Her*met"ic (?), Her*met"ic*al (?), a. [F. herm'etique. See Note under Hermes, 1.]

1.

Of, pertaining to, or taught by, Hermes Trismegistus; as, hermetic philosophy. Hence: Alchemical; chemic.

"Delusions of the hermetic art."

Burke.

The alchemists, as the people were called who tried to make gold, considered themselves followers of Hermes, and often called themselves Hermetic philosophers. A. B. Buckley.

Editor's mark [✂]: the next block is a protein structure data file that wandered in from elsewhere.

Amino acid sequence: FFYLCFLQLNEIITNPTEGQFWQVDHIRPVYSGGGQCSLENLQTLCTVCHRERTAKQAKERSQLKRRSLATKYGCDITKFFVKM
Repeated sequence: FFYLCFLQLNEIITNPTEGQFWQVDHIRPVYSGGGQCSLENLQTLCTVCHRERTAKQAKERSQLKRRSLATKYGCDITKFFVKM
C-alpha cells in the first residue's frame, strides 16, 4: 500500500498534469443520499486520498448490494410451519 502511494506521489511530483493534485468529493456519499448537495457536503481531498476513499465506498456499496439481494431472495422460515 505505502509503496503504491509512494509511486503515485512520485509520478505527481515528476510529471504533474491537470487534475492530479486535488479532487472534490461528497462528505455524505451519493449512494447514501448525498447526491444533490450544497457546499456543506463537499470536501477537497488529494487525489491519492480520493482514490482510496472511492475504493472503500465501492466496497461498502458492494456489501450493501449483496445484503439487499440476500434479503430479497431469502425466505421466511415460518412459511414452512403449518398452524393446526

2.

Of or pertaining to the system which explains the causes of diseases and the operations of medicine on the principles of the hermetic philosophy, and which made much use, as a remedy, of an alkali and an acid; as, hermetic medicine.

3.

Made perfectly close or air-tight by fusion, so that no gas or spirit can enter or escape; as, an hermetic seal. See Note under Hermetically.

Hermetic art, alchemy. -- Hermetic books. (a) Books of the Egyptians, which treat of astrology. (b) Books which treat of universal principles, of the nature and orders of celestial beings, of medicine, and other topics.

© Webster 1913.

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